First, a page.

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Sensitive quantitation of isoglobotriaosylceramide in the presence of isobaric components using electrospray ionization-ion trap mass spectrometry.

Department of Chemistry, University of New Hampshire, Durham, NH 03824, USA.
Glycobiology (Impact Factor: 3.75). 03/2008; 18(2):166-76. DOI: 10.1093/glycob/cwm127
Source: PubMed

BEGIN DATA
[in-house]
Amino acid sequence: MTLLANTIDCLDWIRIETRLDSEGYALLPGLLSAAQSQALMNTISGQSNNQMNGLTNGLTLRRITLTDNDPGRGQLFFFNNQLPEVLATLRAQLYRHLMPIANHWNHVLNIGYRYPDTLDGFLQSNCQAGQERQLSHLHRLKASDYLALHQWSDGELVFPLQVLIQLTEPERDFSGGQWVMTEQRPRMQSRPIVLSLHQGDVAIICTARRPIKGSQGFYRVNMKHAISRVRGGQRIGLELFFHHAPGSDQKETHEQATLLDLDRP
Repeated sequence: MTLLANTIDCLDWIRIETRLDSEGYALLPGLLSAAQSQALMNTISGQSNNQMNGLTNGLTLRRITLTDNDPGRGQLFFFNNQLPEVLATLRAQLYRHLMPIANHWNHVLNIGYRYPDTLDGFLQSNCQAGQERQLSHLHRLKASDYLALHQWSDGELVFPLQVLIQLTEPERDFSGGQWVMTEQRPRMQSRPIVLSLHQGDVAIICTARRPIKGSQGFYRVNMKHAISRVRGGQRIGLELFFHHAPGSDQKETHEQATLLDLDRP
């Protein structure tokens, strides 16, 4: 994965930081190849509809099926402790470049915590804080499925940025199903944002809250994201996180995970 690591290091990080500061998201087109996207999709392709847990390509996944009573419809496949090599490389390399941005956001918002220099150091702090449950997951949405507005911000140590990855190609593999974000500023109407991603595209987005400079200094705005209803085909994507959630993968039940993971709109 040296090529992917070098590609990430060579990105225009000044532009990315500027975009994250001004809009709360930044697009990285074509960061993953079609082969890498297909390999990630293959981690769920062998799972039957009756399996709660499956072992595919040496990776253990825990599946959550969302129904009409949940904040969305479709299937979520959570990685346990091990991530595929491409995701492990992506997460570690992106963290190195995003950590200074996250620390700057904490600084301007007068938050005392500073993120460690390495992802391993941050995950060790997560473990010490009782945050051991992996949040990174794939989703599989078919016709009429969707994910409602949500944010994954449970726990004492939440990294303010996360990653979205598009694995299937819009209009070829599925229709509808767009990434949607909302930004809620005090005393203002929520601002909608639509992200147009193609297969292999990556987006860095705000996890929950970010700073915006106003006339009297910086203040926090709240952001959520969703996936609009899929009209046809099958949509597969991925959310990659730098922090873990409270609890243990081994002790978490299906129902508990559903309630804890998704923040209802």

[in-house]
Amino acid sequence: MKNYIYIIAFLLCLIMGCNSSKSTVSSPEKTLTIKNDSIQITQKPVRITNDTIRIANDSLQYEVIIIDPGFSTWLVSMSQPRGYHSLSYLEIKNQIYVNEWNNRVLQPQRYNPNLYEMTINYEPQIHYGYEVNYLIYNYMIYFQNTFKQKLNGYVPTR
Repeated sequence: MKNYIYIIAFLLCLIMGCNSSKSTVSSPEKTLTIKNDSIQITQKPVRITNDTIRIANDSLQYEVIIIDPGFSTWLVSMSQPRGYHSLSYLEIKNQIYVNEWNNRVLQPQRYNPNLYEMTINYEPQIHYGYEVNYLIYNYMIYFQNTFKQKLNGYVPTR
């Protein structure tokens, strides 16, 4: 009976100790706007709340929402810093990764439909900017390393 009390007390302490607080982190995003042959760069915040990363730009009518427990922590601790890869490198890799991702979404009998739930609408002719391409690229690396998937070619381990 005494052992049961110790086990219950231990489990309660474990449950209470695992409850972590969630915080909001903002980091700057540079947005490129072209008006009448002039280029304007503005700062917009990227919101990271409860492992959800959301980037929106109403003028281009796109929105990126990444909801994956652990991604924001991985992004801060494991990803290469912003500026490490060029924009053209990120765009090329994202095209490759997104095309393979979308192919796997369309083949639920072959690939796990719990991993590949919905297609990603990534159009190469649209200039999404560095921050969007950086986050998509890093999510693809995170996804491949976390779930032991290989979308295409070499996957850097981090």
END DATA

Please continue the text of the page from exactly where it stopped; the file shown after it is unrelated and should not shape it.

ABSTRACT Isoglobotriaosylceramide (iGb3) is a stimulatory antigen for a unique type of T cell, Natural Killer T cells. Produced in the lysosomal compartment by mammalian antigen-presenting cells, iGb3 is one of the few clearly identified carbohydrate ligands for biological receptors. A major source of glycoconjugate structural diversity arises from the possibility of forming different linkages between the same monosaccharide units. Globotriaosylceramide (Gb3) exists as a natural isomer for iGb3, and both isomers are frequently found together in mixtures of glycosphingolipids extracted from mammalian cell membranes. Discriminating these isomers has been feasible using monoclonal antibodies raised against specific carbohydrate epitopes, or by unambiguous structural characterization, which requires relatively large amounts of pure compounds isolated from grams, or tens of grams, of biological samples. However, the precise detection of iGb3 from small amounts of biological samples, where it may be mixed with Gb3 present in much higher abundance, is a prerequisite for answering further important biological questions such as stimulation of NKT cells. Here we describe a specific and sensitive method based on ion trap mass spectrometry to discriminate iGb3 from Gb3. We also demonstrate its application to quantifying the amount of iGb3 in a prototype antigen-presenting cell, rat RBL-CD1d cells, using a chemically synthesized short N-acyl chain iGb3 as internal standard. This methodology may have wide implications for functional glycosphingolipidomics of immune cells and glycosphingolipid biomarker analysis.

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